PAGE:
[][src]Crate httptest


Provide convenient mechanism for testing http clients against a locally running http server. The typical usage is as follows:

  • Start a server
  • Configure the server by adding expectations
  • Test your http client by making requests to the server
  • On Drop the server verifies all expectations were met.

Example Test

use httptest::{Server, Expectation, matchers::*, responders::*};
// Start a server running on a local ephemeral port.
let server = Server::run();
// Configure the server to expect a single GET /foo request and respond
// with a 200 status code.
    Expectation::matching(request::method_path("GET", "/foo"))

// The server provides server.addr() that returns the address of the
// locally running server, or more conveniently provides a server.url() method
// that gives a fully formed http url to the provided path.
let url = server.url("/foo");
let client = hyper::Client::new();
// Issue the GET /foo to the server.
let resp = client.get(url).await.unwrap();

// assert the response has a 200 status code.

// on Drop the server will assert all expectations have been met and will
// panic if not.

Server behavior

Typically the server is started by calling Server::run. It starts without any expectations configured.

Expectations are added by calling Server::expect. Every invocation of expect appends a new expectation onto the list. Expectations are only removed from the server on Drop or when Server::verify_and_clear is invoked. This guarantees that all expectations are always verified.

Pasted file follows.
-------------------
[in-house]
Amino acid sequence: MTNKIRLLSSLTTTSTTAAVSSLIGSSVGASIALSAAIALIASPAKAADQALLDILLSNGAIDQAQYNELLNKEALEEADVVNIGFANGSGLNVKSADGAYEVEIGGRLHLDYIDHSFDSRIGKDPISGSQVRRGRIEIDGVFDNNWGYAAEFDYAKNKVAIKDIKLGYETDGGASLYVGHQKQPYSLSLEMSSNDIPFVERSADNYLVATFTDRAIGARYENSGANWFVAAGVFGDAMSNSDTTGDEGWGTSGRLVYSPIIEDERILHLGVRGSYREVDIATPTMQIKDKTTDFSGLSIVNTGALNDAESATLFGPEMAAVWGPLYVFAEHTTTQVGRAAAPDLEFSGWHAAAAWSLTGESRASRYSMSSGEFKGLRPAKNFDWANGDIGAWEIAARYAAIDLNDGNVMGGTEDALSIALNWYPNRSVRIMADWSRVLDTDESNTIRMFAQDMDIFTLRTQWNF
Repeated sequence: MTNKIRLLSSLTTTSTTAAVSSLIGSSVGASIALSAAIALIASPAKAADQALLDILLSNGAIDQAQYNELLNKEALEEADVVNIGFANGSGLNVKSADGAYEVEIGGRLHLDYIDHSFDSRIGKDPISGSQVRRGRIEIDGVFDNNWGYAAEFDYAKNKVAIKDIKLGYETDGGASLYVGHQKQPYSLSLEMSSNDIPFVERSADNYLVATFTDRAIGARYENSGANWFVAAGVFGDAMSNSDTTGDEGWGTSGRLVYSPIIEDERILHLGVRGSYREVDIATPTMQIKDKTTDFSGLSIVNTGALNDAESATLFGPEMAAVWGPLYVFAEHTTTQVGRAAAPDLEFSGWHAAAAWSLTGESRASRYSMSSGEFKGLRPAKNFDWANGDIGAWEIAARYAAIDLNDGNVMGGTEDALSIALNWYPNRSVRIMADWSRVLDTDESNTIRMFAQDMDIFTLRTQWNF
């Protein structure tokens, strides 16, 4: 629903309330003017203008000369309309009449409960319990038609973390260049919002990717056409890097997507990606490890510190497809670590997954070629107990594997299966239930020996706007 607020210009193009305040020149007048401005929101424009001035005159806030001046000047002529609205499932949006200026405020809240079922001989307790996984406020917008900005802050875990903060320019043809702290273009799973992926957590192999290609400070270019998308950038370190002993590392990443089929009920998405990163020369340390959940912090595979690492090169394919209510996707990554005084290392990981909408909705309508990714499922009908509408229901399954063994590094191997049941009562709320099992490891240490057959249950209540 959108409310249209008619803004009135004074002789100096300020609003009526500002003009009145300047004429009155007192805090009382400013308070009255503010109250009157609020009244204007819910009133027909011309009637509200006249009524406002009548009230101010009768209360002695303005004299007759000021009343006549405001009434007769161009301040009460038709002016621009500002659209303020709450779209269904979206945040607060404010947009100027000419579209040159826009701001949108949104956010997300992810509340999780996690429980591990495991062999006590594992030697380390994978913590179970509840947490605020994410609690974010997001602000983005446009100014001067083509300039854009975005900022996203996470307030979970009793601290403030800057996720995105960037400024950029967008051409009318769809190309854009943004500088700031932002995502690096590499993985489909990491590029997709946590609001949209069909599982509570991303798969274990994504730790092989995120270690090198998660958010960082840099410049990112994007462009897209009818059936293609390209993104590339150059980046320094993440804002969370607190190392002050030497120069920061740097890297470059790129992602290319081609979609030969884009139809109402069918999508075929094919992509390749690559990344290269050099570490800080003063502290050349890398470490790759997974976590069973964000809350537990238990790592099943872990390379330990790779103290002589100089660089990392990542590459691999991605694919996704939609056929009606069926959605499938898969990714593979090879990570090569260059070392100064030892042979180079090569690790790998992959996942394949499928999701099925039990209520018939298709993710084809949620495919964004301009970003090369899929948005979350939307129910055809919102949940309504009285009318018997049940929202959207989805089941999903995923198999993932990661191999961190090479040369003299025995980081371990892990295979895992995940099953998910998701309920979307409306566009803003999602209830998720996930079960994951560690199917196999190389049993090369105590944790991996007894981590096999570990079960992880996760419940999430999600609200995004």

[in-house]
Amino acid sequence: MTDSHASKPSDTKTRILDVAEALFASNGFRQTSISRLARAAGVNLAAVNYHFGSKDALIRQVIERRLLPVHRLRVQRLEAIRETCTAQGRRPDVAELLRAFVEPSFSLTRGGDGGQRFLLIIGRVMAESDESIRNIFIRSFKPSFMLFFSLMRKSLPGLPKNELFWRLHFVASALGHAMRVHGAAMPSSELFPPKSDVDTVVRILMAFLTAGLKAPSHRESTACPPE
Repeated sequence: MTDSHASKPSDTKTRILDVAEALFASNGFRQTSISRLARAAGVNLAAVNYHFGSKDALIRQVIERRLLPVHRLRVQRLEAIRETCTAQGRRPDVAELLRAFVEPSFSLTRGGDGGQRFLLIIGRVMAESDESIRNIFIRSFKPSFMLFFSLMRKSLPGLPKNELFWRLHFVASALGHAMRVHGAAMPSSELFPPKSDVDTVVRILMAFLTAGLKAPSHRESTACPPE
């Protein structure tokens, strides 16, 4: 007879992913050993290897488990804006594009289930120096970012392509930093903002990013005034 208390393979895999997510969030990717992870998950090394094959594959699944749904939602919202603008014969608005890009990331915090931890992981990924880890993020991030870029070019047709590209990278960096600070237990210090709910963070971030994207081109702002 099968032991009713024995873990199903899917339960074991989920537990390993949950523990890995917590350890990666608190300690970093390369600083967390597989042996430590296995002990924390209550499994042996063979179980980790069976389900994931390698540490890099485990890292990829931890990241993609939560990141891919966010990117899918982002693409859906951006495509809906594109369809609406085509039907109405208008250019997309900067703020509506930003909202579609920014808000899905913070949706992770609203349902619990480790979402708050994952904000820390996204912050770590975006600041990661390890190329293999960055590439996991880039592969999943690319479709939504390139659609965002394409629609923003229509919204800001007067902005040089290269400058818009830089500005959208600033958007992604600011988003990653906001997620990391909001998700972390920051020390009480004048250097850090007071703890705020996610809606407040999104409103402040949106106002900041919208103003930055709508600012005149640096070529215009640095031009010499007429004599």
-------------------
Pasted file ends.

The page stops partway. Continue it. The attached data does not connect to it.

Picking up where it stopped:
Expectations consist of:

  • A matcher that determines which requests match this expectation
  • The number of times a request matching this expectation is expected to be received
  • A responder that indicates how the server should respond to the request.

When the server receives a request it iterates over all expectations in the reverse order they have been added. When it reaches an expectation that matches the request, it increments the hit count on that expectation and verifies it has not exceeded it's expected number of requests. If the limit has been exceeded a 500 error is returned, if the limit has not been exceeded it uses the expectation's responder to respond to the request. If the request does not match any expectation a 500 error is returned.

When the server is Dropped it:

  • Stops running
  • Panics if
    • any expectation did not receive the expected number of requests
    • a request was received that did not match any expectation

Clients can determine the address and port the server is reachable at using Server::addr, or the helper methods Server::url and Server::url_str.

Server Pooling